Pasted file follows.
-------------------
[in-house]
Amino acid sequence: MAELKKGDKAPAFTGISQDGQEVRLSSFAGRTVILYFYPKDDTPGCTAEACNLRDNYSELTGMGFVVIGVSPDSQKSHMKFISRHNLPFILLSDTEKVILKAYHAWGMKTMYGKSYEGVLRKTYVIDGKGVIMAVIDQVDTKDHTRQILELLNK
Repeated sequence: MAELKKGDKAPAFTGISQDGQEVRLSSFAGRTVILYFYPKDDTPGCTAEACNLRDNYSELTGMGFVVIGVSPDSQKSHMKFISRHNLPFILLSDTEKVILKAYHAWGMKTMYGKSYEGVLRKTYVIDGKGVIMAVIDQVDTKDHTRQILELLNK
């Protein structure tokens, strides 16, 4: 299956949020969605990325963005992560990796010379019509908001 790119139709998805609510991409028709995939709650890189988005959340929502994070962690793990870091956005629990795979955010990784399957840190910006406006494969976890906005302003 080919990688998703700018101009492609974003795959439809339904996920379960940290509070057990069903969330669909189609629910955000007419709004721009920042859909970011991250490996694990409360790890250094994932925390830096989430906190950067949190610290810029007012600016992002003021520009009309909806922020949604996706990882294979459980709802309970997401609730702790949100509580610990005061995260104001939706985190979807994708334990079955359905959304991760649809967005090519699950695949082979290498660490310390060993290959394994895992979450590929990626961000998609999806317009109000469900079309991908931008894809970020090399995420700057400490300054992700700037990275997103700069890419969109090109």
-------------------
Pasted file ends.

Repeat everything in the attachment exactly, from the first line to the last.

[in-house]
Amino acid sequence: MAELKKGDKAPAFTGISQDGQEVRLSSFAGRTVILYFYPKDDTPGCTAEACNLRDNYSELTGMGFVVIGVSPDSQKSHMKFISRHNLPFILLSDTEKVILKAYHAWGMKTMYGKSYEGVLRKTYVIDGKGVIMAVIDQVDTKDHTRQILELLNK
Repeated sequence: MAELKKGDKAPAFTGISQDGQEVRLSSFAGRTVILYFYPKDDTPGCTAEACNLRDNYSELTGMGFVVIGVSPDSQKSHMKFISRHNLPFILLSDTEKVILKAYHAWGMKTMYGKSYEGVLRKTYVIDGKGVIMAVIDQVDTKDHTRQILELLNK
């Protein structure tokens, strides 16, 4: 299956949020969605990325963005992560990796010379019509908001 790119139709998805609510991409028709995939709650890189988005959340929502994070962690793990870091956005629990795979955010990784399957840190910006406006494969976890906005302003 080919990688998703700018101009492609974003795959439809339904996920379960940290509070057990069903969330669909189609629910955000007419709004721009920042859909970011991250490996694990409360790890250094994932925390830096989430906190950067949190610290810029007012600016992002003021520009009309909806922020949604996706990882294979459980709802309970997401609730702790949100509580610990005061995260104001939706985190979807994708334990079955359905959304991760649809967005090519699950695949082979290498660490310390060993290959394994895992979450590929990626961000998609999806317009109000469900079309991908931008894809970020090399995420700057400490300054992700700037990275997103700069890419969109090109």